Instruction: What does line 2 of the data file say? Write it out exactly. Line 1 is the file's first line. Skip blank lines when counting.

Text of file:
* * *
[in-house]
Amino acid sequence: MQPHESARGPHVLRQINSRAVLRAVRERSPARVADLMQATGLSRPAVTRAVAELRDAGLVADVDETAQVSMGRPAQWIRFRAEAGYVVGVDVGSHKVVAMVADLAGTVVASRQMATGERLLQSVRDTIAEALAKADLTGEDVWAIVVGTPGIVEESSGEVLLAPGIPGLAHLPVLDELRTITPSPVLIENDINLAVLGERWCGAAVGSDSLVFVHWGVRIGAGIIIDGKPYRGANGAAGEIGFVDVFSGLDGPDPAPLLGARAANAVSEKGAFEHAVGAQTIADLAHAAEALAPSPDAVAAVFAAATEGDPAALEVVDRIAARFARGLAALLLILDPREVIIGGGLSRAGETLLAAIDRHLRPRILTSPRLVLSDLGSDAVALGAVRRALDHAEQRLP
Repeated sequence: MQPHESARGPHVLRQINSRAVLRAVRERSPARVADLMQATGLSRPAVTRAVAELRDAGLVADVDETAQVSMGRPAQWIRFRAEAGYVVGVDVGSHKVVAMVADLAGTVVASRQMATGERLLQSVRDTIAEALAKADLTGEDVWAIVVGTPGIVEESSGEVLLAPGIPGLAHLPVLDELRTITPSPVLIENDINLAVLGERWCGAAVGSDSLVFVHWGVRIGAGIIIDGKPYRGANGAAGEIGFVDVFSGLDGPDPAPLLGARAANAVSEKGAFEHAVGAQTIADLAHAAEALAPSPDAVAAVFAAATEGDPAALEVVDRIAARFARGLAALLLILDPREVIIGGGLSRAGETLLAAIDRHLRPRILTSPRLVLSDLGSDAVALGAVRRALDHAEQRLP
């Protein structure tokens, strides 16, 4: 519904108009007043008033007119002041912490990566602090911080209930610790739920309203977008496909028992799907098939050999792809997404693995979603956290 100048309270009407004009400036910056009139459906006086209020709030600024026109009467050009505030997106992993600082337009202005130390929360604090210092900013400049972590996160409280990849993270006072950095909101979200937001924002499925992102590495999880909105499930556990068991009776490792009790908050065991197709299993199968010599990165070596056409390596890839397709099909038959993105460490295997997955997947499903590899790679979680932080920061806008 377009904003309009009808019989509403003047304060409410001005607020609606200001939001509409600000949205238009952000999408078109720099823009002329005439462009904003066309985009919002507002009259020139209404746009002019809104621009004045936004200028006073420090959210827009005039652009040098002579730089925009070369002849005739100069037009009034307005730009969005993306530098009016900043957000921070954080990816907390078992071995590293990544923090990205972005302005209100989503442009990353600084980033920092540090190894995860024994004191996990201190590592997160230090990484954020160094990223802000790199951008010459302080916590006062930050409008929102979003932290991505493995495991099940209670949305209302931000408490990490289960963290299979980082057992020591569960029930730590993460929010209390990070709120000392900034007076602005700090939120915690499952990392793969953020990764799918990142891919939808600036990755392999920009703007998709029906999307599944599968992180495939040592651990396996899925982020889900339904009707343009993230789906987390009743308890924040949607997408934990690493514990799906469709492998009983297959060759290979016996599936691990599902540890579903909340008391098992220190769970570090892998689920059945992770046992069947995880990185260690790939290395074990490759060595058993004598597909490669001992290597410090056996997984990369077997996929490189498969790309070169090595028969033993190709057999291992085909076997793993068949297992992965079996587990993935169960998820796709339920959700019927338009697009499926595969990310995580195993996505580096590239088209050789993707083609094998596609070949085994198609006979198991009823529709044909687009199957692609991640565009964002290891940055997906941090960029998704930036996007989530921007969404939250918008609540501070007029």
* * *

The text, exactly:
Amino acid sequence: MQPHESARGPHVLRQINSRAVLRAVRERSPARVADLMQATGLSRPAVTRAVAELRDAGLVADVDETAQVSMGRPAQWIRFRAEAGYVVGVDVGSHKVVAMVADLAGTVVASRQMATGERLLQSVRDTIAEALAKADLTGEDVWAIVVGTPGIVEESSGEVLLAPGIPGLAHLPVLDELRTITPSPVLIENDINLAVLGERWCGAAVGSDSLVFVHWGVRIGAGIIIDGKPYRGANGAAGEIGFVDVFSGLDGPDPAPLLGARAANAVSEKGAFEHAVGAQTIADLAHAAEALAPSPDAVAAVFAAATEGDPAALEVVDRIAARFARGLAALLLILDPREVIIGGGLSRAGETLLAAIDRHLRPRILTSPRLVLSDLGSDAVALGAVRRALDHAEQRLP